The outbreak of the novel coronavirus, in which “touch me not” has become the new normal, has led to a complete disruption of activities worldwide and education is no exception. Educational institutions worldwide have been affected by the COVID-19 pandemic, contributing to the almost complete closing of schools, universities and colleges forcing them to move online. But recently a downward trend in the number of daily infections and deaths was noticed in India, because of which the Central Government and various State Governments passed directions to completely open colleges and universities and allow them to function normally like the Pre- Covid times. Because of these directions, several National Law Universities (“NLUs”) took decisions to re-open for physical classes soon. But recently, Coronavirus numbers have begun to spike again, especially in states such as Kerala and Maharashtra.
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Are NLU’s and other colleges the same?
A logical question that arises is what and how these NLUs are any different from the other colleges?
As stated in a notification of the Consortium of the NLUs, NLUs are a different category from the other colleges because of the fact that these are residential campuses that have students from all across India. Thus, the risk they possess of students getting infected with COVID-19 is much higher than any other college.
The functioning of the NLU’s has been deeply affected by the circumstances. Considering the special and distinct categories to which these NLU’s belong, the re-opening of these colleges have to be construed through a more critical lens.
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The Recent Press release of the Consortium
Owing to these circumstances, the Consortium of the NLUs constituting each NLU’s respective Vice-Chancellor, conducted a meeting to discuss their future course of action and the possibility of reopening their universities in March. According to the press release, as vaccinations are yet to be made available to students and staff, a complete reopening of physical classes and hostels will pose extremely high safety risks for students, faculty and the university community.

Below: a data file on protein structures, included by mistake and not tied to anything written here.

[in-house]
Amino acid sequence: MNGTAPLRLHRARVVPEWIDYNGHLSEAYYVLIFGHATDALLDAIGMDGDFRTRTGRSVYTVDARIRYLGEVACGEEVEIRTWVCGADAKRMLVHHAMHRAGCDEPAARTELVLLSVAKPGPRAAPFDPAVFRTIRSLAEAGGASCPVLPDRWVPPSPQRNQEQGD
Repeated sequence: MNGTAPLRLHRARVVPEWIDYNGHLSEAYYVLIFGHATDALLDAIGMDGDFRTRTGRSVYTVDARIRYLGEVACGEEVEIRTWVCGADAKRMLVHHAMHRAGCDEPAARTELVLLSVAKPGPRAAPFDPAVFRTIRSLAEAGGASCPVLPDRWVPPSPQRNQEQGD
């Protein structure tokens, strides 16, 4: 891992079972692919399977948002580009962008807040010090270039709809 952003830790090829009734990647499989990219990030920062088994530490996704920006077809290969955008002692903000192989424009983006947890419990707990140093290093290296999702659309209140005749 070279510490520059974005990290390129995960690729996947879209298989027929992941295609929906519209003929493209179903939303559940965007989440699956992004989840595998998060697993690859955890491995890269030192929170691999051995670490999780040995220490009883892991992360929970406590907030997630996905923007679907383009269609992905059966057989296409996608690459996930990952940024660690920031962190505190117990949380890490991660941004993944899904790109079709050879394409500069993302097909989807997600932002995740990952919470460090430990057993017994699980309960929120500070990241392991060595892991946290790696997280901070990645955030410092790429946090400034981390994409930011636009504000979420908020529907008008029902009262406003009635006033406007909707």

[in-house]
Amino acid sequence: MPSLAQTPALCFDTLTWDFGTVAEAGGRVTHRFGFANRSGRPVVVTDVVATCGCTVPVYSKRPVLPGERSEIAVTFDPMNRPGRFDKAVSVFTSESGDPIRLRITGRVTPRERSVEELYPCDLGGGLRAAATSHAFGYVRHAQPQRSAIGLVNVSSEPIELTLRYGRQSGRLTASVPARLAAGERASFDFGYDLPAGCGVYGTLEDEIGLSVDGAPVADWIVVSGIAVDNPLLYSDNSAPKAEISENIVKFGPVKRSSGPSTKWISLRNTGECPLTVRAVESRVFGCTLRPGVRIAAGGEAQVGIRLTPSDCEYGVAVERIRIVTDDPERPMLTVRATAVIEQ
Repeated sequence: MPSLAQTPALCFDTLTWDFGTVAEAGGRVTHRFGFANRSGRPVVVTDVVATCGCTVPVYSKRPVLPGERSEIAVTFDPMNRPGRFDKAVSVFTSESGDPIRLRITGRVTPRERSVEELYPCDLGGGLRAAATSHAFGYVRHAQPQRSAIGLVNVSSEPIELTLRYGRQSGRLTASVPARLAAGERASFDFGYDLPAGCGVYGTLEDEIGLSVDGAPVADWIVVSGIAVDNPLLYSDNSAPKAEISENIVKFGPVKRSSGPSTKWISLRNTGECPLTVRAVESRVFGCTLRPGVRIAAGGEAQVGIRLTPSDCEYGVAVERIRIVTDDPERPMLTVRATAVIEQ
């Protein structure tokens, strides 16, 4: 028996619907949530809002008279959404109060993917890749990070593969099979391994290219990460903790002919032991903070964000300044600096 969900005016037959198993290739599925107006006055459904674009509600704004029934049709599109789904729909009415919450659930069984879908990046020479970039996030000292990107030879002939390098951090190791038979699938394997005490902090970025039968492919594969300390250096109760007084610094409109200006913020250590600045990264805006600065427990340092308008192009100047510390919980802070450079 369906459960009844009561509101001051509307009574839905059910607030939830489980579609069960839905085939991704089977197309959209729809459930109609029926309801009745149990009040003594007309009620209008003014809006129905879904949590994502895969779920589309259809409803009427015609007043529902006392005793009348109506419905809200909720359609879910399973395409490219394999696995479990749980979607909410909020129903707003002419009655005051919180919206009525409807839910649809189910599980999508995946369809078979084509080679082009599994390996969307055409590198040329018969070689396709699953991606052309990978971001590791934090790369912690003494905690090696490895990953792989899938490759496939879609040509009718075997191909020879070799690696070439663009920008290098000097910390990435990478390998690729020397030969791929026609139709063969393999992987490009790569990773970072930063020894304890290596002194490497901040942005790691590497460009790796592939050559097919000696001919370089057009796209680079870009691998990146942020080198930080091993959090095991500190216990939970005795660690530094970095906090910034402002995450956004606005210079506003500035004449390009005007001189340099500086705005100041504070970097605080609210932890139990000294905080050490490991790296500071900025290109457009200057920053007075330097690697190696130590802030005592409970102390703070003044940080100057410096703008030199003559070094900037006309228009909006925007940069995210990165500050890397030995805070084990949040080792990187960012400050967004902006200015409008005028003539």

According to the UGC Guidelines and the regulations made by the central government and state government, the university is required to make a single decision that would be applicable to all the NLUs together, but the Consortium believes that it would be better if the decision to open the college in a phased manner is left to individual NLUs as they are better equipped to make a decision based on their existing infrastructure arrangements, maintenance and medical services and local conditions.
It would be better if universities reopen safely rather than rapidly, as it will be easier to mitigate the loss of life or potential long-term medical harm to teachers, students and the university community and since NLUs have no requirements of laboratories or in-person simulation continuing on online mode would not disrupt the 2021 academic calendar. They have further advised NLUs who have not yet announced reopening to wait for a few days. The General body is set to meet again in the first week of March to review the situation.
What is the impact of the prevailing circumstances on students?
This decision of the consortium can negatively impact many students who are quite keen to join the campus, particularly the final year students who might not get a chance to study on the campus again. This might also be a blow to the standards of education that are likely to drop in the absence of classroom learning and field experience. But, we need to keep in mind that this pandemic has caused hardships to everyone, be it teaching staff or students, everyone has found them on the wrong side of the problem.
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Thus, in conclusion, considering the safety of students, teachers and staff and the gravity of the situation at hand, the chances of reopening of NLUs in light of the Consortium’s recent Press release, are quite bleak and the students can only hope for the best.
About the Author: Kritika Singha is from Symbiosis Law School, Noida. Her areas of interest include Corporate Law and Public International Law.